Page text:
Finally we have had our sheep sheared today - this year's cold weather has delayed it from the traditional time at the end of May, to be fitted in around the Suffolk Show, until nearly the end of June. They look beautiful and sleek without their wool and it really shows off the structure of the Suffolk breed.
Tim our shearer also shears several other flocks in the area; he and his son Ben show their own sheep very successfully and are also called to judge shows too. Later this week they will be taking their sheep to the Royal Norfolk Show. This morning it was lovely to watch them being sheared, Tim talks to the sheep whilst he works, keeping them calm and making the whole procedure look so effortless! We know, however, how big our pedigree Suffolk girls are though and also that there is a real knack to turning them.
Our flock comes from the 'Kersey Flock' of R Partridge & Sons which I believe dates back to 1927 and is the 4th oldest pedigree Suffolk flock in the country. The breed evolved from mating Norfolk Horn ewes with Southdown Rams and were first recorded in 1797. Chris Partridge manages the Kersey flock, which is currently one of the largest flocks in East Anglia and his rams, ewes and lambs regularly win prizes at the shows.
The Suffolk breed are a particularly good meat breed. This year we have not had lambs, but when we do have them they are very engaging, amazingly black when they are born, gradually changing to white bodied sheep with black face and legs. We enjoy maintaining our small flock of this local special breed!
For the last few weeks I have been enjoying the pleasure of seeing my Cedric Morris irises come into bloom. They are so beautiful - the colour, patterns, textures and fabric of the flowers are amazing - almost like exotic insects. They have been slowly unfurling and standing in stately grace despite the recent bashing of the rain and wind.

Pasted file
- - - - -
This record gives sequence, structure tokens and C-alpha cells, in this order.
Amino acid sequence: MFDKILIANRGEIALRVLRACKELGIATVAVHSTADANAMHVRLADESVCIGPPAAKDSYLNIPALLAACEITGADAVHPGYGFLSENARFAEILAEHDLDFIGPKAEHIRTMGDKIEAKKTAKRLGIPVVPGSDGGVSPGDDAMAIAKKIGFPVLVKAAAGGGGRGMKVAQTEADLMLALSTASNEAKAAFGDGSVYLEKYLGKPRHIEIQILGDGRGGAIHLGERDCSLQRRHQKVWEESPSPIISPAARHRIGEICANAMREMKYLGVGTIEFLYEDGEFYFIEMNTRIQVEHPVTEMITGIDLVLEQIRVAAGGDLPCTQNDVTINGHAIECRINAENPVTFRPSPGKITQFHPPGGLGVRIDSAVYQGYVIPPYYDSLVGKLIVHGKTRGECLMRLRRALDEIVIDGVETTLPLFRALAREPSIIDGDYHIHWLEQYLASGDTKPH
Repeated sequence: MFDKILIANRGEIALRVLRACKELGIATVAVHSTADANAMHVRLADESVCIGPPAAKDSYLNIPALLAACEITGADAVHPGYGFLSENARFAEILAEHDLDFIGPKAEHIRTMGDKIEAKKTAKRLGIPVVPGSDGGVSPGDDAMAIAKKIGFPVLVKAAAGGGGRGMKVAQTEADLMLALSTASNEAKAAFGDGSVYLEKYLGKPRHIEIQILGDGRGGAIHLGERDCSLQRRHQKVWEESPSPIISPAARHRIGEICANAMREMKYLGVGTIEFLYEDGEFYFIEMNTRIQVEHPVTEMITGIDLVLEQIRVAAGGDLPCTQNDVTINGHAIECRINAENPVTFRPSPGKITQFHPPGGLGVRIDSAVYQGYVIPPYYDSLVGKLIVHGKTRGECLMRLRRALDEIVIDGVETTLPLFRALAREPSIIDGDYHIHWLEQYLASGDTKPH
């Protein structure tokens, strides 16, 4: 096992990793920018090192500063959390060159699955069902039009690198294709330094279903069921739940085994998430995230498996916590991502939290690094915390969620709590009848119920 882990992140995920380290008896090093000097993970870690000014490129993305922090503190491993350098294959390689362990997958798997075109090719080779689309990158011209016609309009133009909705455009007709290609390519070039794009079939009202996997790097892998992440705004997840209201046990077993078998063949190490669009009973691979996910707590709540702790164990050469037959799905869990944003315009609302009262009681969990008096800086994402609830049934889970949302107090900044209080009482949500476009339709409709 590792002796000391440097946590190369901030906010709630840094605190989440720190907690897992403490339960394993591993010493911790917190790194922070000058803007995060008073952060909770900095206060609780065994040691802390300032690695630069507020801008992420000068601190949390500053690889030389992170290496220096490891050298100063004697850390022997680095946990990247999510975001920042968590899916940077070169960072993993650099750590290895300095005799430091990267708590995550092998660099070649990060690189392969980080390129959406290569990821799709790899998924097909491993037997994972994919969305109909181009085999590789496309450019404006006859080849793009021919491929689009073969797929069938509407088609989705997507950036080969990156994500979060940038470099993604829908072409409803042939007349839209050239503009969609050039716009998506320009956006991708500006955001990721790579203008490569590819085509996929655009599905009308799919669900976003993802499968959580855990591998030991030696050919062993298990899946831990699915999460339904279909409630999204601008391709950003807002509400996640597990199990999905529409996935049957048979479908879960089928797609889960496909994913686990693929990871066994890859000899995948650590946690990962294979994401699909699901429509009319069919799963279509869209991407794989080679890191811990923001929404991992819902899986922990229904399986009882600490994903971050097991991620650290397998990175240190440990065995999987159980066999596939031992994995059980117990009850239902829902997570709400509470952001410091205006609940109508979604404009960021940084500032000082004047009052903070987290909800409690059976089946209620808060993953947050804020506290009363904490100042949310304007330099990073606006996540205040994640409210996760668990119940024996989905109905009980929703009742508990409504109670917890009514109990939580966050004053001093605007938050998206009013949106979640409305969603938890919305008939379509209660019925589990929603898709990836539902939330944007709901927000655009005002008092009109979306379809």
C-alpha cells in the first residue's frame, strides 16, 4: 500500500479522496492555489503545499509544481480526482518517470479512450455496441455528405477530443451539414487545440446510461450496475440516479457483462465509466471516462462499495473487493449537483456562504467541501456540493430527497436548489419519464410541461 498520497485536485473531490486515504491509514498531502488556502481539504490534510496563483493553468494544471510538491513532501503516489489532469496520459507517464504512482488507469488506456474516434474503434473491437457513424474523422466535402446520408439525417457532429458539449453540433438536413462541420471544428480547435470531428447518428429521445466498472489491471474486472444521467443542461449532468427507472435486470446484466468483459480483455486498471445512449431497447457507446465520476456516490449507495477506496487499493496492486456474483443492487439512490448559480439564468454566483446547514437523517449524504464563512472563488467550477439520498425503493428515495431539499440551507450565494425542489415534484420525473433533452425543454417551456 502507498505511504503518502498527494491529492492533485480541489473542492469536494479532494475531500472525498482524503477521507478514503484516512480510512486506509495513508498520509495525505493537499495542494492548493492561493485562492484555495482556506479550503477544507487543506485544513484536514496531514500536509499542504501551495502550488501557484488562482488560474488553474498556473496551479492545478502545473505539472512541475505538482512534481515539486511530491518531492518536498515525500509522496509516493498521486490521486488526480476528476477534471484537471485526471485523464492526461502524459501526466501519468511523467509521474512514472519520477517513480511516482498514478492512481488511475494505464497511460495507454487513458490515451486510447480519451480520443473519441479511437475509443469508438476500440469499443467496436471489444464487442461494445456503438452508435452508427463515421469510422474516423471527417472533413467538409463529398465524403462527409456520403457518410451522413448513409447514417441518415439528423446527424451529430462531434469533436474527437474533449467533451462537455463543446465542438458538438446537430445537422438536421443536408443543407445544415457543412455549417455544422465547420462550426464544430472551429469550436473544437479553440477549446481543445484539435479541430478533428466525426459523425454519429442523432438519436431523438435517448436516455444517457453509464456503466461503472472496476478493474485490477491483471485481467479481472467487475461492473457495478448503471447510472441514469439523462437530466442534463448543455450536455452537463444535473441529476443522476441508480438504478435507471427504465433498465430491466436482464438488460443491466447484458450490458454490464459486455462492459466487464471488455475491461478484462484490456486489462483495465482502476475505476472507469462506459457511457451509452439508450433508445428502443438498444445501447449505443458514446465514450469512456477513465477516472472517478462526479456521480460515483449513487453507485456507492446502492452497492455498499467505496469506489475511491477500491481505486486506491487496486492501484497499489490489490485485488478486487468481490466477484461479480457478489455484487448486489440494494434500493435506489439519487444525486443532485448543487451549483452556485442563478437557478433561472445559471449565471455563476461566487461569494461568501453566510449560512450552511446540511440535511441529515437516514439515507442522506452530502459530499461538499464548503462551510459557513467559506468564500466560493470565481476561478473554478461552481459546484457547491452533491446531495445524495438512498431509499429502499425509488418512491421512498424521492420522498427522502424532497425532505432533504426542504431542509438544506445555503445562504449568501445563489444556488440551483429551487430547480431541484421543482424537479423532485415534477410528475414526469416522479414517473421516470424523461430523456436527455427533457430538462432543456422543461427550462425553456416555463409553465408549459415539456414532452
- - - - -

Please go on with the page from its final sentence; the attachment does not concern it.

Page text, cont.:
Sir Cedric Morris, artist plantsman, propagated his own irises at Benton End in Hadleigh, where he ran an Art School from 1940 and lived there until 1982. According to local writer Ronald Blythe , he had Iris Parties there in June, when hundreds of irises were in bloom inside box hedges and other famous gardeners including Vita Sackville-West would come. ('Benton End Remembered' G Reynolds & D Grace). After his death his irises became scattered, but in 2004 Sarah Cook retired to Suffolk and started collecting his irises together and now has the Royal Horticultural Society National Collection of Sir Cedric Morris Irises in Shelley. She opens her garden each year at the end of May/June and you can see this splendid collection in a beautiful setting www.malmaisonsandiris.co.uk. Her plants can also be found at the plant heritage fairs at Helmingham Hall in May and September www.suffolkplantheritage.com
Last year I bought about 10 irises from Sarah and planted them in September - I was thinking that they would look best on a west facing border by the bottom wall of the garden - but that area is not under control enough at present. So I planted them somewhere where I could keep my eye on them - right outside the kitchen window at the front of one of the raised beds in the vegetable garden. They have been such a treat to watch each day!
Suffolk is well known for its Irises and as well as Sarah Cook's garden it is also worth taking a trip up to Woottens of Wenhaston, near Southwold www.woottensplants.com. They open their iris fields each year usually at the end of May/June and they are an amazing site - full of colour and spectacular blooms. They specialise in both bearded irises and iris sibirica.
Have just been getting the Dairy ready for our next guests and I thought it might be good to show some details of how it looks today - in June, using instagram. I've always liked black and white photography - it makes you notice things in a different way - light and texture become all important. Many of our visitors say it has a timeless and somewhat French feel - perhaps this comes over here?